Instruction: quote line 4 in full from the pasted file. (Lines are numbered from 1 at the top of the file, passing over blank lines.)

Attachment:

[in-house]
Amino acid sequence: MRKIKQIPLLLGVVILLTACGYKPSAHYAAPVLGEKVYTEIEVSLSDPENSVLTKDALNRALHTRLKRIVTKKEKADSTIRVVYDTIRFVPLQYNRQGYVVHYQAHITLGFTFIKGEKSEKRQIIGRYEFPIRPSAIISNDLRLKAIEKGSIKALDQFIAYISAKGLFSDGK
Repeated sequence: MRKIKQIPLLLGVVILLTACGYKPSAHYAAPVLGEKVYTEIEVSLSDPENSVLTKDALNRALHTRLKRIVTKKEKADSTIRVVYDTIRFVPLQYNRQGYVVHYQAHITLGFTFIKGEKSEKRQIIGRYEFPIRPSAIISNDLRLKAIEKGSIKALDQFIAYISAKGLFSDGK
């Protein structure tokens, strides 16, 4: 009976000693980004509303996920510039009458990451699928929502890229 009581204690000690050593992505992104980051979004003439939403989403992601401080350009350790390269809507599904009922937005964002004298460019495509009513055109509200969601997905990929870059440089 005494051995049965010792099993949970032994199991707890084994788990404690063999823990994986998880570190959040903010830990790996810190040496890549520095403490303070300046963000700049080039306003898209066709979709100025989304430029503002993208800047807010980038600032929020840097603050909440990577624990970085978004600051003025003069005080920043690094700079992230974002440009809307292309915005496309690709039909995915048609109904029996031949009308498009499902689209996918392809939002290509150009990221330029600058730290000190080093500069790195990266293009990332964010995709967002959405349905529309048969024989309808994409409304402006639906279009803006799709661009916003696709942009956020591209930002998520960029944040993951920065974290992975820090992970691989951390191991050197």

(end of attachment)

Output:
């Protein structure tokens, strides 16, 4: 009976000693980004509303996920510039009458990451699928929502890229 009581204690000690050593992505992104980051979004003439939403989403992601401080350009350790390269809507599904009922937005964002004298460019495509009513055109509200969601997905990929870059440089 005494051995049965010792099993949970032994199991707890084994788990404690063999823990994986998880570190959040903010830990790996810190040496890549520095403490303070300046963000700049080039306003898209066709979709100025989304430029503002993208800047807010980038600032929020840097603050909440990577624990970085978004600051003025003069005080920043690094700079992230974002440009809307292309915005496309690709039909995915048609109904029996031949009308498009499902689209996918392809939002290509150009990221330029600058730290000190080093500069790195990266293009990332964010995709967002959405349905529309048969024989309808994409409304402006639906279009803006799709661009916003696709942009956020591209930002998520960029944040993951920065974290992975820090992970691989951390191991050197």